Another paper from 2023 took a different approach: injecting bad prompts right into the chat interface. Through computer-powered trial and error, researchers at Carnegie Mellon University found strings of random words that, when fed to the chatbot, caused it to ignore its boundaries. The chatbots gave instructions for building a bomb, disposing of a body and manipulating the 2024 election. This attack method worked on OpenAI’s ChatGPT, Anthropic’s Claude, Google’s Bard and Meta’s Llama 2, the researchers found.
It’s tough to say why the model responds the way it does to the random string of words, said Andy Zou, one of the paper’s authors. But it doesn’t bode well.
“Our work is one of the early signs that current systems that are already deployed today aren’t super safe,” he said.
An OpenAI spokesman said the company is working to make its models more resilient against prompt injection. The company blocked the adversarial strings in ChatGPT after the researchers shared their findings.
A Google spokesman said the company has a team dedicated to testing its generative AI products for safety, including training models to recognize bad prompts and creating “constitutions” that govern responses.
“The type of potentially problematic information referred to in this paper is already readily available on the internet,” a Meta spokesman said in a statement. “We determine the best way to release each new model responsibly.”
Anthropic didn’t immediately respond to a request for comment.
Is somebody going to fix this?
Software developers and cybersecurity professionals have created tests and benchmarks for traditional software to show it’s safe enough to use. Right now, the safety standards for LLM-based AI programs don’t measure up, said Zico Kolter, who wrote the prompt injection paper with Zou.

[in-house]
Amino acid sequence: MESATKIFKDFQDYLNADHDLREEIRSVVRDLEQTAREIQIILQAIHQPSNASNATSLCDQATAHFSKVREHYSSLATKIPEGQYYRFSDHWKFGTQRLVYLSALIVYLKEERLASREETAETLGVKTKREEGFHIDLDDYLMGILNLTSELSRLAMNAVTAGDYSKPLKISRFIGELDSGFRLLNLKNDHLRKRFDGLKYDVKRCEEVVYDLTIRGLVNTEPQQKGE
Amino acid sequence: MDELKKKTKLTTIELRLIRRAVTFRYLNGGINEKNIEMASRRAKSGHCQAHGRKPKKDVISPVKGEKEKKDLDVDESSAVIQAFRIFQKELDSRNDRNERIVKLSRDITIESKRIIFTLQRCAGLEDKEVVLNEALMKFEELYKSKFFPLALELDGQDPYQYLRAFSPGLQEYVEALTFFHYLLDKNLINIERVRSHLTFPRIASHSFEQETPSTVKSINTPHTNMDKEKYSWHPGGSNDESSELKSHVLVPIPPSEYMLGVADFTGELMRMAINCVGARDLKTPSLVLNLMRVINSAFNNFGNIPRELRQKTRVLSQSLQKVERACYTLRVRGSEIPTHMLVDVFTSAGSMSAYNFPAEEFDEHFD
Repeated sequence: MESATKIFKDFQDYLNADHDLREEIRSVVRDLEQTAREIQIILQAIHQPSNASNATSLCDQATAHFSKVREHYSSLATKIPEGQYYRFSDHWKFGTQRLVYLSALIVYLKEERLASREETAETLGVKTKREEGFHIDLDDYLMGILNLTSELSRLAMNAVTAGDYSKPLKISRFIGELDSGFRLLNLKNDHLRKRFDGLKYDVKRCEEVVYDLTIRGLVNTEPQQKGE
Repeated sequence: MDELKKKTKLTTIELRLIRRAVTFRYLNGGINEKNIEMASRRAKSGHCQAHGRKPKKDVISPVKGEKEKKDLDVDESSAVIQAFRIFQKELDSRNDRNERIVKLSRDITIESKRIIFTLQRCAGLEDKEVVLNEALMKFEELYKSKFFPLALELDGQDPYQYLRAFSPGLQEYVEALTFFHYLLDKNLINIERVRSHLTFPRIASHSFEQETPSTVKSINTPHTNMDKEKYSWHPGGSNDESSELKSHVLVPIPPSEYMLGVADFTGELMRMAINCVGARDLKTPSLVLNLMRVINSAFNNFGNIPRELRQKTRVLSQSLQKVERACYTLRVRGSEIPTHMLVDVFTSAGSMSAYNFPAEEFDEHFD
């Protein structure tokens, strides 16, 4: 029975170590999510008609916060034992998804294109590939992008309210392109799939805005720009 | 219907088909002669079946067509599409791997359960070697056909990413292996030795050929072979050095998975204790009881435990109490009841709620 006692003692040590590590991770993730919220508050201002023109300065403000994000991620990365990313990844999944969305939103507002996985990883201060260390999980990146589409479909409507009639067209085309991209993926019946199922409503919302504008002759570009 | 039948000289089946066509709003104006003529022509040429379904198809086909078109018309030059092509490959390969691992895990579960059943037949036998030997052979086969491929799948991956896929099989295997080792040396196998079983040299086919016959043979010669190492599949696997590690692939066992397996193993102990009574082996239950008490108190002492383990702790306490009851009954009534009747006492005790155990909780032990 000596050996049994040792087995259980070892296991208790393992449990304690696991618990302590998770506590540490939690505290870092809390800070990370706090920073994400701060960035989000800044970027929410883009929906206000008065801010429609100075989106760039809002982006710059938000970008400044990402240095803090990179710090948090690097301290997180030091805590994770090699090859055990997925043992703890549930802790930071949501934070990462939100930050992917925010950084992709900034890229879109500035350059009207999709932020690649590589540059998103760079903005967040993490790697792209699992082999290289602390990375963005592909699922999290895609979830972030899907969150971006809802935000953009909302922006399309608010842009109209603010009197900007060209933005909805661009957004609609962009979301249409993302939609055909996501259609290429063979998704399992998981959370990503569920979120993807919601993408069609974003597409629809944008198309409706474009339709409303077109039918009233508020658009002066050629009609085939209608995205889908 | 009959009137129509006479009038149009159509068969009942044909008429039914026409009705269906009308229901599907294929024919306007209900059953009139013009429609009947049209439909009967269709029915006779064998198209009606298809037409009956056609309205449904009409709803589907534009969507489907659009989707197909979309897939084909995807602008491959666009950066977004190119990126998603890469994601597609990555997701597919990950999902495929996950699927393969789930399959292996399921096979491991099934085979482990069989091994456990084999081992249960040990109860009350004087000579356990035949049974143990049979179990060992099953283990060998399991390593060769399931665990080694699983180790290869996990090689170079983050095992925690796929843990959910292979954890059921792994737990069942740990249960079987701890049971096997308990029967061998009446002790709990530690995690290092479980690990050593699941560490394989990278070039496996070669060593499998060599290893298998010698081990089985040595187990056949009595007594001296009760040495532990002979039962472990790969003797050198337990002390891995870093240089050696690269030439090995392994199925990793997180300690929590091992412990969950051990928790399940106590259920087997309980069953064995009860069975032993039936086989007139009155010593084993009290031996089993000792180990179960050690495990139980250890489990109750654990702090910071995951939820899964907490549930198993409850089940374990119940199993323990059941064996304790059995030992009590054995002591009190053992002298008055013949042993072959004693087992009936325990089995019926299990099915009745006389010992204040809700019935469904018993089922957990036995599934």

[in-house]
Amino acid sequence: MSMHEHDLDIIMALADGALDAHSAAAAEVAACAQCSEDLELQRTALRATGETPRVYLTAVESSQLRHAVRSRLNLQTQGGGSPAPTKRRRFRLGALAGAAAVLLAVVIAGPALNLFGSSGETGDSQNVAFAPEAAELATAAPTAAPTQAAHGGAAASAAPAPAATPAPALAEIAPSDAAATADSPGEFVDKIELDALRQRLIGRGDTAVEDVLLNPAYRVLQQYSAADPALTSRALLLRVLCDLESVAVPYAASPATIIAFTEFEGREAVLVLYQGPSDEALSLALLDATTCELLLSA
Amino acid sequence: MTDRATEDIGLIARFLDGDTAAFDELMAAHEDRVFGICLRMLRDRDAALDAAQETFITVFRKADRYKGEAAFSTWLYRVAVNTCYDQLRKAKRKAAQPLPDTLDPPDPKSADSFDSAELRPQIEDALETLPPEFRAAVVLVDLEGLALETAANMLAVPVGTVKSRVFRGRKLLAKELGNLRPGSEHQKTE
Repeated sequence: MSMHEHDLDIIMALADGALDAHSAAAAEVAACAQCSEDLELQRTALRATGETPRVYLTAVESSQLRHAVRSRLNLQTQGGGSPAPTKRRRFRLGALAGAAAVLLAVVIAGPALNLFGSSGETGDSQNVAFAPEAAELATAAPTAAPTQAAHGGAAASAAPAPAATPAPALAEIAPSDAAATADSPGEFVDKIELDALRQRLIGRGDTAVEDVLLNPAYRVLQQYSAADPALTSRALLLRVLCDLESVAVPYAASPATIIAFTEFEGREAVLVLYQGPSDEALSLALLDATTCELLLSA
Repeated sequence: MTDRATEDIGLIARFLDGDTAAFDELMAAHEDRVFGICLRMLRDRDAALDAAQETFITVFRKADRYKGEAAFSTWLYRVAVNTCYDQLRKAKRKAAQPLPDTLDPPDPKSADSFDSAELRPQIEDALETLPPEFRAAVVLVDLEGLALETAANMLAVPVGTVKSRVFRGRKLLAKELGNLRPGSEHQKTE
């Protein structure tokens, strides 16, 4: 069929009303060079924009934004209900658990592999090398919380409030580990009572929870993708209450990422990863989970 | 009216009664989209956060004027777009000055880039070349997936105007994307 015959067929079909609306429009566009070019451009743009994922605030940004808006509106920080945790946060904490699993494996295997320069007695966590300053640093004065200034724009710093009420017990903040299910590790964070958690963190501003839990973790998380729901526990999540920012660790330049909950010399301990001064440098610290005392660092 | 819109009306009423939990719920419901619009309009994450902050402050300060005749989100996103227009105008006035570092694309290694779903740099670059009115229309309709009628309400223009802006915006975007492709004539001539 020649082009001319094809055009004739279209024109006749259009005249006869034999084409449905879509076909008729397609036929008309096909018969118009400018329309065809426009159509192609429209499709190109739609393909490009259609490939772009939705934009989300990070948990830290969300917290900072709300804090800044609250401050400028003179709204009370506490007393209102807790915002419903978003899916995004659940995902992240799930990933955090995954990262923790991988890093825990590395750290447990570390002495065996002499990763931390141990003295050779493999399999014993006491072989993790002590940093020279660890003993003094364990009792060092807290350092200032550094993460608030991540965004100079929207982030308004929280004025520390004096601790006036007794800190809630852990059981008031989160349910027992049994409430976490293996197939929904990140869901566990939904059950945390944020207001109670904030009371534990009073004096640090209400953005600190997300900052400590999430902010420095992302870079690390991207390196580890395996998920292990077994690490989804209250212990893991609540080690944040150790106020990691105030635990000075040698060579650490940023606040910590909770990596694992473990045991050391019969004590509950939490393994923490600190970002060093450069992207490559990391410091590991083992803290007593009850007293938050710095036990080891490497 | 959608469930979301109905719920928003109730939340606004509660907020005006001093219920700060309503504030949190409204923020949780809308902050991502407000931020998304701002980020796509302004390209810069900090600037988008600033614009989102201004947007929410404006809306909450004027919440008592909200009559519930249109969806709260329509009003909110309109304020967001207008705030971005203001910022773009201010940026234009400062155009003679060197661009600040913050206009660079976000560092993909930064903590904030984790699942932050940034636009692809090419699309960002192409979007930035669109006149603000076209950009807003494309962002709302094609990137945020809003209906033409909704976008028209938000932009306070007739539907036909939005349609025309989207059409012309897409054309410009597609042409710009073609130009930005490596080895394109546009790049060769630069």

Software experts agree, however, that prompt injection is an especially tricky problem. One approach is to limit the instructions these models can accept, as well as the data they can access, said Matt Fredrikson, Zou and Kolter’s co-author. Another is to try to teach the models to recognize malicious prompts or avoid certain tasks. Either way, the onus is on AI companies to keep users safe, or at least clearly disclose the risks, Fredrikson said.
The question requires far more research, he said. But companies are rushing to build and sell AI assistants — and the more access these programs get to our data, the more potential for attacks.
Embra, an AI-assistant start-up that tried to build agents that would perform tasks on their own, recently stopped work in that area and narrowed its tools’ capabilities, founder Zach Tratar said on X.
“Autonomy + access to your private data = 🔥,” Tratar wrote.
Other AI companies may need to pump the breaks as well, said Willison, the programmer documenting prompt injection examples.
“It’s hard to get people to listen,” he said. “They’re like, ‘Yeah, but I want my personal assistant.’ I don’t think people will take it seriously until something harmful happens.”